With my first baby, I was obsessed with sterilising bottles and everything else, but less so when baby number two came along. After doing some research for this article, I was back on the straight and narrow and relearnt how to sterilise baby bottles fastidiously.
This was much to my husband’s disappointment – he’s committed to the old school of thought that dropping items on the floor only builds up a baby’s immunity. Well, sure love, that’s true. But let’s be realistic – children can build up their immunity in many different ways while remaining healthy, safe, and Hepatitis free.
How is Hepatitis linked to your baby’s bottle?
“Breast milk and formula residue in bottles can result in the growth of bacteria, leading to Hepatitis A, Rotavirus and other foodborne illnesses.”
Many moms are warned about using infant formula and the high admin required to clean and sterilise these bottles.
However, when it comes to your baby’s health and well-being, you can never be too safe or too clean. And the truth is that whether you use infant formula or breast milk in these bottles, you have to apply the same high level of sanitation.
It’s important to be educated about this and have the know-how to sterilise bottles to prevent contamination. Regular, thorough cleaning of your baby bottles and other feeding utensils should prevent any residue from forming in the first place.
However, sterilisation is an assured way of eliminating any harmful microorganisms that could cause your baby to become sick. Before starting the process, you need to determine how you’re going to do that and what resources you have available.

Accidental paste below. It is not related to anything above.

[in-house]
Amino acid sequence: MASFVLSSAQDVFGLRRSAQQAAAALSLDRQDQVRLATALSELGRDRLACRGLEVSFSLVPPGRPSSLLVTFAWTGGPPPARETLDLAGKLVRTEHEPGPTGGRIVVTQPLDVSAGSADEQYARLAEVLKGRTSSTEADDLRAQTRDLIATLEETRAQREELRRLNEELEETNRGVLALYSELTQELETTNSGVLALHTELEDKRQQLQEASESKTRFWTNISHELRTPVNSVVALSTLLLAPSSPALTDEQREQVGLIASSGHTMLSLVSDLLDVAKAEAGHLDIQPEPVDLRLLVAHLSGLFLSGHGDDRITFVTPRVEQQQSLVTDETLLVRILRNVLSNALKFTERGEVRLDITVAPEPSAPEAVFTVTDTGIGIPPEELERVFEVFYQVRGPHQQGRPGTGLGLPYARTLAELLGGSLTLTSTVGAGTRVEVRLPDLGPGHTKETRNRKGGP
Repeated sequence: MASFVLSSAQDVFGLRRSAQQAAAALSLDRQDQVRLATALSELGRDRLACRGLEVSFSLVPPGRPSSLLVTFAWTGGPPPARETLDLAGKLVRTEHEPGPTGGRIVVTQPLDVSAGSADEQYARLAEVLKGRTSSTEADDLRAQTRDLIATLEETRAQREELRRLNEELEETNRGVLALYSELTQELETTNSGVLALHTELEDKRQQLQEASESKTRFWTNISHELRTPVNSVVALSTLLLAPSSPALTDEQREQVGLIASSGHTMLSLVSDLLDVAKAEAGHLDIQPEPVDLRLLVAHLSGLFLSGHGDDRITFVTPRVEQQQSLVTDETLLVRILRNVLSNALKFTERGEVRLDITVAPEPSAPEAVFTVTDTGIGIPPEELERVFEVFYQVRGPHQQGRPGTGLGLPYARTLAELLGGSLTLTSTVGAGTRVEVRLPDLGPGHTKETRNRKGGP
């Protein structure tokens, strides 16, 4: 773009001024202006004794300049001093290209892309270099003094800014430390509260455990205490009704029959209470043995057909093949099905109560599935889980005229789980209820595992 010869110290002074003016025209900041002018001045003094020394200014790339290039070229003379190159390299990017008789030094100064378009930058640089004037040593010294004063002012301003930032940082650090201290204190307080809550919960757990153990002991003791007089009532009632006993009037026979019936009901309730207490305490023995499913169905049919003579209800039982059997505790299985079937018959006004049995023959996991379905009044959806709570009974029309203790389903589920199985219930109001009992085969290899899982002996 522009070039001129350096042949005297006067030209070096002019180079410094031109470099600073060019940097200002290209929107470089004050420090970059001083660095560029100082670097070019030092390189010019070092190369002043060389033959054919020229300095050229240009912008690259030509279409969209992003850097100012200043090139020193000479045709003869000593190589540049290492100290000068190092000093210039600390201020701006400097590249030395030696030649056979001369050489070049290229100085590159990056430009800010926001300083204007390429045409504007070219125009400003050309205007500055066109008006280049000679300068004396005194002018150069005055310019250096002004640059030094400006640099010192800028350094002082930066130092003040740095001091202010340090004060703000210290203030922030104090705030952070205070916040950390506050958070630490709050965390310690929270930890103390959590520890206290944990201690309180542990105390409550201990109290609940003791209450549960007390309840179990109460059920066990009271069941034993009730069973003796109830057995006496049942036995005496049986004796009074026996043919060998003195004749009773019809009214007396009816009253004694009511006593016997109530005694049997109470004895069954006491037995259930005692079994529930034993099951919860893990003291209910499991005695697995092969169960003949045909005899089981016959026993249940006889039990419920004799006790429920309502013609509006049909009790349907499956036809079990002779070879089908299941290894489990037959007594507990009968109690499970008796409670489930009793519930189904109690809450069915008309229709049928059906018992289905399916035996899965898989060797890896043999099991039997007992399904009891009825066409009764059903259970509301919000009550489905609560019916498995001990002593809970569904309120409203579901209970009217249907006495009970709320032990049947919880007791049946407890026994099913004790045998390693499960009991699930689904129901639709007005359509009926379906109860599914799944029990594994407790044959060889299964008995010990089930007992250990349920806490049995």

What is Hepatitis?
Hepatitis is a viral infection that can result in serious disease and inflammation of the liver. This illness can fall into six different categories: infectious, metabolic, ischemic, autoimmune, genetic, and other.
It can either be acute, where the virus is in your blood from a few weeks to a few months or chronic hepatitis, which is when it remains in your system for more than six months. There are five types of hepatitis:
- Hepatitis A Virus (HAV)
- Hepatitis B Virus (HBV)
- Hepatitis C Virus (HCV)
- Hepatitis D Virus (HDV)
- Hepatitis E Virus (HEV)
Signs and symptoms of acute hepatitis
The signs and symptoms of acute Hepatitis appear quickly, whereas chronic Hepatitis takes longer. Symptoms include:
- Flu-like symptoms
- Dark urine
- Pale stool
- Pain in the abdomen
- Appetite loss
- Unexplained weight loss
- Yellow skin and eyes (which could also be indicators of jaundice)
Sterilising baby bottles
So your newborn is ready to be introduced to the bottle. Besides the typical questions of which formula to choose, you may find yourself wondering if it’s necessary to sterilise your baby’s bottles.
Keeping these and other feeding equipment clean is non-negotiable. Keep reading to learn how sterilisation eliminates harmful bacteria or viruses such as Hepatitis from your baby’s bottles.
Why sterilise baby bottles?
Sterilisation is an extra step that goes beyond the general cleaning of bottles. The main reason for this is to eliminate all germs so that your baby remains happy and healthy.
In the past, sterilisation was a necessity as water supplies weren’t the cleanest. Although that’s luckily not the case nowadays, sterilising your baby’s bottle is still an important step in keeping them safe from harmful germs.
When should I sterilise a baby bottle?
As mentioned before, sterilisation isn’t quite as necessary as it once was due to safer water supplies. However, there are several instances where you should definitely sterilise bottles.
- Using borrowed or second-hand bottles
- If the baby, or anyone else in the household, has been sick
- If you don’t have access to safe, clean water
- Where a baby is premature or has other health issues